Blood Spatter Expert Testifies In Kustok Murder Trial

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    NEWSLETTERS

    Blood spatter expert Rod Englert says there's only one way the defendant could have obtained the blood spatter stains on his clothes and glasses -- by shooting his wife. Charlie Wojciechowski reports.

    Prosecutors focused on blood spatter Tuesday at the trial of an Orland Park man accused of fatally shooting his wife in 2010.

    Allan Kustok, 63, is charged with killing his wife, Anita "Jeanie" Kustok by shooting her in the face with a .357-caliber revolver as she slept in their bed.

    Kustok maintains that Jeanie shot herself, but prosecutors tried to pick apart his alibi Tuesday by focusing on the scientific evidence at the scene.

    Blood spatter expert Rod Englert told the jury that they only need focus on the patterns the blood created. He reconstructed the Kustok's bedroom and used his analysis to conclude that it would have been nearly impossible for the 58-year-old woman to take her own life.

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    Kustok says he was there to support his wife, who was on the stand Wednesday, and not his accused father. Nesita Kwan reports.

    Englert began his testimony with a lesson in blood spatter analysis, complete with a demonstration using eye droppers and fake blood to show the differences between simple contact transfers of blood, and tiny droplets of high-velocity impact spatter -- the kind produced by a gunshot wound.

    Jeanie Kustok died from a single gunshot to the left side of her face, a position Englert says would have been very hard for her to achieve on her own.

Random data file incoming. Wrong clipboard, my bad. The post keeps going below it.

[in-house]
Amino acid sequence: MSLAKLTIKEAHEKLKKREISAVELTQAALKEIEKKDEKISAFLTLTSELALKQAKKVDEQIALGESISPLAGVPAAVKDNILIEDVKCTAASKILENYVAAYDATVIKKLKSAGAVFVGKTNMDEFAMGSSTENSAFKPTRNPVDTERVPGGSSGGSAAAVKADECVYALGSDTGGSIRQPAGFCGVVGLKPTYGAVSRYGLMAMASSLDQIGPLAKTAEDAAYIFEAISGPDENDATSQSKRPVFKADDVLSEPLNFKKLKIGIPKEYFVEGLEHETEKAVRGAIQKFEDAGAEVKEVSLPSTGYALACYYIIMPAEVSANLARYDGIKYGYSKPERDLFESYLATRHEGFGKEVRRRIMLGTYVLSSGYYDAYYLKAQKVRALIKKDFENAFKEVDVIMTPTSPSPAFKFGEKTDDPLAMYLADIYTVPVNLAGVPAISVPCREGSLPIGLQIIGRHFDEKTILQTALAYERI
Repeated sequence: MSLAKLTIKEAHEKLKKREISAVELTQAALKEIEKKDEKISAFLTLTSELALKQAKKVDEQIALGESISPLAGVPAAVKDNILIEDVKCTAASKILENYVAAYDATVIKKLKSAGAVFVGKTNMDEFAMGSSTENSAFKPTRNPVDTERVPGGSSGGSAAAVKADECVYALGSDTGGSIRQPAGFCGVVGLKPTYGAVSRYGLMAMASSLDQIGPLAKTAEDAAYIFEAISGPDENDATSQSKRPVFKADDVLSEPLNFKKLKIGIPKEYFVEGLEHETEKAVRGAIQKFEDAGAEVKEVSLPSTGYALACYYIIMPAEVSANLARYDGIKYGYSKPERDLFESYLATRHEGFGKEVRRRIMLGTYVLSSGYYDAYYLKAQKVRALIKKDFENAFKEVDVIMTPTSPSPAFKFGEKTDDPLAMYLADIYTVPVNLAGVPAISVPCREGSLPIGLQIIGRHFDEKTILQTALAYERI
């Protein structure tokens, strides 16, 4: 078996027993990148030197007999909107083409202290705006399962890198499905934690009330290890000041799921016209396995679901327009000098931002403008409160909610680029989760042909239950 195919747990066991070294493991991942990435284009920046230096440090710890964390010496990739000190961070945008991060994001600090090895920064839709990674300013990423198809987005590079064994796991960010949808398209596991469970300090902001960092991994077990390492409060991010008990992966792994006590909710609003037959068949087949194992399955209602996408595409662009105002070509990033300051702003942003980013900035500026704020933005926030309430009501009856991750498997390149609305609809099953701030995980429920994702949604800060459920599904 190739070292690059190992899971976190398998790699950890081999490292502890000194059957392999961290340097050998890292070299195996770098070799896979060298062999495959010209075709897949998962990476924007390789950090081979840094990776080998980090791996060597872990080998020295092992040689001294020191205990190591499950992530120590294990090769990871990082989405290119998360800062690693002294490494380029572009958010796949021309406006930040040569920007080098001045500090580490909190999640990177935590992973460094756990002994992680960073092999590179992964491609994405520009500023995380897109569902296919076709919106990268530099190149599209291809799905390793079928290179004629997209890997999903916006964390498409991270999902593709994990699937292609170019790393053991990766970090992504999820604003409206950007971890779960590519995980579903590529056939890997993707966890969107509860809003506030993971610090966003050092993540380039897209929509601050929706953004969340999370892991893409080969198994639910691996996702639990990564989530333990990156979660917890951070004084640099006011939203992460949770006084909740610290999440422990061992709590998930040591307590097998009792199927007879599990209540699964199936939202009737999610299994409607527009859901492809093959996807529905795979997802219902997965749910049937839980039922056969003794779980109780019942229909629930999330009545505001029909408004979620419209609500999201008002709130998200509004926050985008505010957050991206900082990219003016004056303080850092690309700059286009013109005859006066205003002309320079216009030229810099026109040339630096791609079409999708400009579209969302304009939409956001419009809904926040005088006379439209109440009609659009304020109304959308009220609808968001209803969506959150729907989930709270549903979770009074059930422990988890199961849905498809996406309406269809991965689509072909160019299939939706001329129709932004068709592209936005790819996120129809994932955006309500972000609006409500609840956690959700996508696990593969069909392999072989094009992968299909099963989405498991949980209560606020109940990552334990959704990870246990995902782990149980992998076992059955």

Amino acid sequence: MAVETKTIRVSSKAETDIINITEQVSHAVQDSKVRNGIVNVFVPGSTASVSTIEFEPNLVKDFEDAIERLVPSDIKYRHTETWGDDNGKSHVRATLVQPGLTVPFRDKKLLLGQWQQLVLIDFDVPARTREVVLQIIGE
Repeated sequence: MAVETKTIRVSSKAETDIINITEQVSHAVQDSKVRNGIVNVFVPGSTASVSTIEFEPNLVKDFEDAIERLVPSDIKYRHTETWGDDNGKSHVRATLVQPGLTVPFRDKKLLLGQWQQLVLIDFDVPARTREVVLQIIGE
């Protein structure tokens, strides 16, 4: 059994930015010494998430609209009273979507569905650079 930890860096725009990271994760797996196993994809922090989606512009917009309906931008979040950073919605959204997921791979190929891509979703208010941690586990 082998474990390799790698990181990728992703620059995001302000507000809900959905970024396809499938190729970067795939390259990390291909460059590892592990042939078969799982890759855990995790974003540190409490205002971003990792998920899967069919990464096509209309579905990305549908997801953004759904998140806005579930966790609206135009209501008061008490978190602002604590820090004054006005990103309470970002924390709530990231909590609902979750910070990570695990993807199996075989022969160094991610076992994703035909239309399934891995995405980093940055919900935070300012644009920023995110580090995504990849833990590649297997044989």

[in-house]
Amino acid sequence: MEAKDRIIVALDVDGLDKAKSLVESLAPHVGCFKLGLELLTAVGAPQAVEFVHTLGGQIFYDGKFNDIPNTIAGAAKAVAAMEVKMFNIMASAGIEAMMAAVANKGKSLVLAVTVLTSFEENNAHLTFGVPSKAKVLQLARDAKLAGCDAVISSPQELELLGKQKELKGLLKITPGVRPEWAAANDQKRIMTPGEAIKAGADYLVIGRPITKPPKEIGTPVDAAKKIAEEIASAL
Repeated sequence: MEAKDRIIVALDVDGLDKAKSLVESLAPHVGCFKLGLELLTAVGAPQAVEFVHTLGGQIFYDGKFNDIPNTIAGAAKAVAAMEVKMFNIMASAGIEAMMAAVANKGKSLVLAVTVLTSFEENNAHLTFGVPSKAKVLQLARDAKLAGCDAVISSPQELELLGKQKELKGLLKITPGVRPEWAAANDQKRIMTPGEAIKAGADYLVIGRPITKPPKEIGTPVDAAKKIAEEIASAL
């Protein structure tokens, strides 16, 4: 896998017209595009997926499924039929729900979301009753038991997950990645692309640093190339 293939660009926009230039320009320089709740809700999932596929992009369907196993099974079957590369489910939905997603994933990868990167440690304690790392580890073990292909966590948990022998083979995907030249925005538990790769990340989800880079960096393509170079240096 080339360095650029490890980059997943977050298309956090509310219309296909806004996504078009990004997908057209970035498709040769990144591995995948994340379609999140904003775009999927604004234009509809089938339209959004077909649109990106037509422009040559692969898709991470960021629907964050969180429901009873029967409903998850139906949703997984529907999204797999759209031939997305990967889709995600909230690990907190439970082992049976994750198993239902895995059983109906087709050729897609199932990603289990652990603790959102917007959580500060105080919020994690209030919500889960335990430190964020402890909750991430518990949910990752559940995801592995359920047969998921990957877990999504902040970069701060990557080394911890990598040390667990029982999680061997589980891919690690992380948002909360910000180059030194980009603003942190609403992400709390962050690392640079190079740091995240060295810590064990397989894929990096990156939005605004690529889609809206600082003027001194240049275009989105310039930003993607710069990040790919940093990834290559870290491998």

He also showed the jury an autopsy photo of Kustock with an oval wound free of abrasion wounds, suggesting the gun was held more than 6 inches away from her face.

    "Most often it is a contact wound when people self inflict," Englert said.

    Englert also focused on Allan Kustok's glasses, which at first seemed to show evidence of high-velocity spatter. When Englert later examined them, the spatter appeared to be gone. Further analysis, he said, showed the dried blood spatters had fallen off the glasses and collected on the bottom of the envelope.

    Englert says the glasses, shorts and t-shirt Allan Kustok wore that day are crucial to the case because there's only a certain way he could have been standing to receive that blood spatter pattern.

    There's no way he could have been in another room or next to his wife when the gunshot went off that he could have received that blood spatter pattern, Englert says.

    Defense lawyers will cross-examine Englert on Wednesday.

    The Kustok's daughter, Sarah, could take the stand Wednesday as well.